Pages

Sunday, December 27, 2015

Global Warping

Not my term, but something I saw while wandering around on the internet. It seems very appropriate for the strange weather patterns we have been seeing.
Today, I stepped out for my morning walk in late December, wearing a light windbreaker jacket, in case of rain. A few minutes later, I gave up on the jacket, and took it off, tying it around the waist and rolling up the sleeves of my sweater. It was practically hot! 64 degrees F at this time of the year! Not unheard of.
I faintly remember going out in a T-shirt and jeans on a Christmas eve about 20 odd years ago, chasing after a toddler son who was wearing just a light newly-knit sweater and cap in addition to his usual sleeper. So the temperature may not have been unprecedented. What is strange however is that this stream of warmish spring-in-winter days have been going on for more than a few weeks.
The trees are confused- Fir trees sagging instead of standing tall and crisp in the snow that is more usual. Oak trees still wondering whether to finish dropping their leaves or not. Moss and lichens growing on the barks, making merry with the unexpected warmth and humidity. Hyacinth and daffodil bulbs deciding that their winter's sleep must be over and putting out cautious little shoots.
The roads are dead silent, no cars rushing about, it is still early Sunday morning. Only the crows hold argumentative congress on the trees "Is this global warming or not?", they cackle and heckle across the roads. A couple of robins and starlings settle on the tree branches, adding to a minor chorus counterpoint to the crows.
A fat-bottomed raccoon waddles unconcernedly across the road, and it must be really disoriented. It does not turn to look at me as I walk briskly towards it. It's following another raccoon that sped across to the large lawn nearby.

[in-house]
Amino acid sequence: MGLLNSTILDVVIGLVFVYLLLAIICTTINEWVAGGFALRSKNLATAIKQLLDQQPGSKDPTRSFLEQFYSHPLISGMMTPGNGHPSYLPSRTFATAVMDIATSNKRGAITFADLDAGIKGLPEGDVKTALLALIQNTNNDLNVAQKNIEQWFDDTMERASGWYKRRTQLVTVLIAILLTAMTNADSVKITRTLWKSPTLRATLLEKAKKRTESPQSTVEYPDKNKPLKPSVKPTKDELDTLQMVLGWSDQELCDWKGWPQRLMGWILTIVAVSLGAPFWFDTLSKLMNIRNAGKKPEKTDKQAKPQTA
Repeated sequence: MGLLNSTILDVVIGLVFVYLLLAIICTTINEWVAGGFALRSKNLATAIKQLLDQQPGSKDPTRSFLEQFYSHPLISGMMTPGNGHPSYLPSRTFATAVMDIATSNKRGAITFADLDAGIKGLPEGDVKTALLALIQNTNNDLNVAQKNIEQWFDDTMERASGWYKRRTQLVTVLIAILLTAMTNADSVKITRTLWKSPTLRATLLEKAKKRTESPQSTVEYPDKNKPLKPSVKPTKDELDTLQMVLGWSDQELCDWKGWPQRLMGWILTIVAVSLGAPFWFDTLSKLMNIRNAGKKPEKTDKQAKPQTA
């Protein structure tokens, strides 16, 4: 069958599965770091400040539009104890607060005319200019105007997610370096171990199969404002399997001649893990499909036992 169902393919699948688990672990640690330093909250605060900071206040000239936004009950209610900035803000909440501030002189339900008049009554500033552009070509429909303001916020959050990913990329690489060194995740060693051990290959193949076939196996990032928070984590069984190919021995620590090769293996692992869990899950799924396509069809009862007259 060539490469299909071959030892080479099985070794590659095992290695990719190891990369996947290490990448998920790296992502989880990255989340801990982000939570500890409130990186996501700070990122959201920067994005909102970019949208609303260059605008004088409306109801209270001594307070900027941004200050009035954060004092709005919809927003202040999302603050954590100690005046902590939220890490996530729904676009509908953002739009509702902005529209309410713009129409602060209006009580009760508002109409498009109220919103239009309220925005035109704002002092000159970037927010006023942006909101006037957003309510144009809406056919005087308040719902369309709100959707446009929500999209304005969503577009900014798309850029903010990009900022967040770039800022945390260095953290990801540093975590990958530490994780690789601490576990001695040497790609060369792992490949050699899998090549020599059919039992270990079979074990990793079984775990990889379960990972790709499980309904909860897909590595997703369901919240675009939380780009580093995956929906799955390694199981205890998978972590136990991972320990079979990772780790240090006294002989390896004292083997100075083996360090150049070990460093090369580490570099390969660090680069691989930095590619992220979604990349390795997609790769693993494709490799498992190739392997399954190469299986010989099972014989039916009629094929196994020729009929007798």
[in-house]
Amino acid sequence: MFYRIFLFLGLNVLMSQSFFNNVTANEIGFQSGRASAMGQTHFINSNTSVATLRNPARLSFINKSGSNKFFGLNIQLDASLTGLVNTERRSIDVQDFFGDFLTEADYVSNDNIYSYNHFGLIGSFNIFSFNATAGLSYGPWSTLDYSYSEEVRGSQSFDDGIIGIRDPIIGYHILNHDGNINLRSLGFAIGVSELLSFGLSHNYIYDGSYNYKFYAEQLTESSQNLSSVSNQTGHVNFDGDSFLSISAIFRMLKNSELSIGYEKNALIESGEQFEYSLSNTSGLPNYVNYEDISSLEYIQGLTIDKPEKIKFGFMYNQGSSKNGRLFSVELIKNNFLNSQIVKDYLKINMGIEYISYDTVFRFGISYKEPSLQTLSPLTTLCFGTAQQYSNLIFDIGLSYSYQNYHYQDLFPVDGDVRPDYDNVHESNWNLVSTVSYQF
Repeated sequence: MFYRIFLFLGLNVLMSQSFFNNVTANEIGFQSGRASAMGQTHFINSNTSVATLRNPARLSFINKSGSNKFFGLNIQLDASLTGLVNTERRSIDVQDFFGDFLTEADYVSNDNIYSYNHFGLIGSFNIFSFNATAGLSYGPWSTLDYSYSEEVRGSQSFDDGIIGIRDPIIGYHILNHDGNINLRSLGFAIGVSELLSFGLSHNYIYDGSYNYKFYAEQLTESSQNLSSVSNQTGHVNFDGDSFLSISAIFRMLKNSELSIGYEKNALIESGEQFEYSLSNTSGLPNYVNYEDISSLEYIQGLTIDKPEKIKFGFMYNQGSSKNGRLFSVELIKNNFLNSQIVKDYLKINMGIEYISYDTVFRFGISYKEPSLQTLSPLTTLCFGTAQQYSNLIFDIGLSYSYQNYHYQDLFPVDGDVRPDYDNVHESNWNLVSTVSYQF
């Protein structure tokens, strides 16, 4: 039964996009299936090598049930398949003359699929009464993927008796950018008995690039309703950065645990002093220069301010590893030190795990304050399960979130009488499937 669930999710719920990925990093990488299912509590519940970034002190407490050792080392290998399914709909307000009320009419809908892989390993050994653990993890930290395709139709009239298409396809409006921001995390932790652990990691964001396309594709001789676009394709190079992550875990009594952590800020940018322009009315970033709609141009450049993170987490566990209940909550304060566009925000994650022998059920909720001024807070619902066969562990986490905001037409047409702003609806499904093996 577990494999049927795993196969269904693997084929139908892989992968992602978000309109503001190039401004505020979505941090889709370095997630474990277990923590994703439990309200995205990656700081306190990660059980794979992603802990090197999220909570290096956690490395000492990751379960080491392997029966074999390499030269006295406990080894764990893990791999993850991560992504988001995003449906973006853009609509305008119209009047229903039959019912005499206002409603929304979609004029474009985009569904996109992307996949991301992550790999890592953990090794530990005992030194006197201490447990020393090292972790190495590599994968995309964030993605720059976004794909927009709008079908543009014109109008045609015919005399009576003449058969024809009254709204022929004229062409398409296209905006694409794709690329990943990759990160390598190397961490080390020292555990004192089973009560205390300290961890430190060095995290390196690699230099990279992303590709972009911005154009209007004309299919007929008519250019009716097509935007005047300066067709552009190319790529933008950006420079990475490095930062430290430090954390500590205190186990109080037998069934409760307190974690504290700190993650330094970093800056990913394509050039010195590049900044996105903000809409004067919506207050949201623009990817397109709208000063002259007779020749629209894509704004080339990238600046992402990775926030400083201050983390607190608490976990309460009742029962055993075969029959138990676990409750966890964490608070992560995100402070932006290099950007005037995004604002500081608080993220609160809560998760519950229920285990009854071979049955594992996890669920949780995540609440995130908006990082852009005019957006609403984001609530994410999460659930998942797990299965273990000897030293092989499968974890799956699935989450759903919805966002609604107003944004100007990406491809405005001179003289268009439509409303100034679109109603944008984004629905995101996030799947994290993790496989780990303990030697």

So much for local phenomena. In Trivandrum, I hear my mother talk of wearying daily rain, pouring off the newly installed "super-roof" with a steeper pitch to promote the roll off of water instead of stagnating on a flat-roofed terrace and seeping into the concrete. The repainting of the house is done, but it's taking forever to dry, an activity planned for when December was known for hot days and cool nights but instead has turned into rainy days and chillier nights.
Chennai reels under 100-year floods, the likes of which last occurred in 2005, but had less to lose at that time. Ten years of complacency led to rampant building in low-lying areas as builders saw their opportunity to cash in on the insatiable need for land and housing. Now several of those sparkling new homes sit in the middle of flood zones, while old paths for the water of the rivers are clogged with refuse. The heavy non-stop rains are unusual, but again not unprecedented.
Will these remain unusual or will they become the new norm? That remains to be seen, but call  it what you will, times are a-changing, and it's only the foolish who do not learn to adapt.

3 comments:

Balachandran V said...

Adapt for what? To survive? And then? And then?

Sujatha said...

I guess that is easier said than done. I think of all the people who are now living in what has become harm's way, or all the fish living in waters that are boiling them alive. How many years or generations will it take to make the slow changes that will allow them to continue existing? Humans have agency, but it's the richer who are able to survive better, while the poorer scramble to get out of the way of these phenomena. Mass extinctions will be an unpleasant but de facto reality for many species, while humans may somehow escape it by becoming 'climate refugees', decimated though the numbers may be due to wars and conflicts.

Sujatha said...

Or follow James Lovelock's advice :Enjoy it while you can. More on his views in : http://www.theguardian.com/theguardian/2008/mar/01/scienceofclimatechange.climatechange